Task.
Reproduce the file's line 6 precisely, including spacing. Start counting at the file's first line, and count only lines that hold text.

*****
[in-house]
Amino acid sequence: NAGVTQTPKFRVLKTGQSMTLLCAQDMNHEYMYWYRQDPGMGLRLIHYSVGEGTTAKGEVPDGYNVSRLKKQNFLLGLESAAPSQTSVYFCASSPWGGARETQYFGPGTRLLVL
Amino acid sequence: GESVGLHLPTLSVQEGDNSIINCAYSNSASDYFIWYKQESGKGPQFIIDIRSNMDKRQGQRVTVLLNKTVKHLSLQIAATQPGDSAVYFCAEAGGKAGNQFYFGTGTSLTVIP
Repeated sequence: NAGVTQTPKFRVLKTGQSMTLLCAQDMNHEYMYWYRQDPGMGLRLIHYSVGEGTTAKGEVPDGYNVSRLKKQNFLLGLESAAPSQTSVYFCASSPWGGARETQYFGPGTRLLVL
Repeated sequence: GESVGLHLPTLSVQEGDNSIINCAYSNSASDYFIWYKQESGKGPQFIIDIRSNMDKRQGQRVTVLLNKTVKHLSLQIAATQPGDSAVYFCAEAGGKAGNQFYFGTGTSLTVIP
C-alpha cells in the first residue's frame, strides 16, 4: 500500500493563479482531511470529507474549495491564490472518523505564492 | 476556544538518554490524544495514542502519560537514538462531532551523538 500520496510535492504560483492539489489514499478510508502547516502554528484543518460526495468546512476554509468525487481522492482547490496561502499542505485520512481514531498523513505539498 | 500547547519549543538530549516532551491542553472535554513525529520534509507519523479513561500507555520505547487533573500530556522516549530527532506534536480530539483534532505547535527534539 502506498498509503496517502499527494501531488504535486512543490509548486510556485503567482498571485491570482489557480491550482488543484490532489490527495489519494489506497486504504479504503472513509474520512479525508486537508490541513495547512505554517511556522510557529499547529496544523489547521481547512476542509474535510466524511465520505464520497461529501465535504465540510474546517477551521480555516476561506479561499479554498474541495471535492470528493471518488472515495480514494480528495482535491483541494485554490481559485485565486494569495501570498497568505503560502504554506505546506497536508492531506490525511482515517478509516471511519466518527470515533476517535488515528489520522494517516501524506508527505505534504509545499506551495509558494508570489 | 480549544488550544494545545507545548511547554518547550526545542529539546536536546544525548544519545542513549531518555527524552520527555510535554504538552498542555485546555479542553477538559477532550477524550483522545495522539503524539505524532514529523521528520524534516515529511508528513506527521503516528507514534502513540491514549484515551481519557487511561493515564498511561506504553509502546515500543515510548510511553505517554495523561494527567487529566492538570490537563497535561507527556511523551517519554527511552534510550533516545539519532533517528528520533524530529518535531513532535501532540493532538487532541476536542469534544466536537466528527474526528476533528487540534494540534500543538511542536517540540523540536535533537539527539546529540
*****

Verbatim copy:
C-alpha cells in the first residue's frame, strides 16, 4: 500500500493563479482531511470529507474549495491564490472518523505564492 | 476556544538518554490524544495514542502519560537514538462531532551523538 500520496510535492504560483492539489489514499478510508502547516502554528484543518460526495468546512476554509468525487481522492482547490496561502499542505485520512481514531498523513505539498 | 500547547519549543538530549516532551491542553472535554513525529520534509507519523479513561500507555520505547487533573500530556522516549530527532506534536480530539483534532505547535527534539 502506498498509503496517502499527494501531488504535486512543490509548486510556485503567482498571485491570482489557480491550482488543484490532489490527495489519494489506497486504504479504503472513509474520512479525508486537508490541513495547512505554517511556522510557529499547529496544523489547521481547512476542509474535510466524511465520505464520497461529501465535504465540510474546517477551521480555516476561506479561499479554498474541495471535492470528493471518488472515495480514494480528495482535491483541494485554490481559485485565486494569495501570498497568505503560502504554506505546506497536508492531506490525511482515517478509516471511519466518527470515533476517535488515528489520522494517516501524506508527505505534504509545499506551495509558494508570489 | 480549544488550544494545545507545548511547554518547550526545542529539546536536546544525548544519545542513549531518555527524552520527555510535554504538552498542555485546555479542553477538559477532550477524550483522545495522539503524539505524532514529523521528520524534516515529511508528513506527521503516528507514534502513540491514549484515551481519557487511561493515564498511561506504553509502546515500543515510548510511553505517554495523561494527567487529566492538570490537563497535561507527556511523551517519554527511552534510550533516545539519532533517528528520533524530529518535531513532535501532540493532538487532541476536542469534544466536537466528527474526528476533528487540534494540534500543538511542536517540540523540536535533537539527539546529540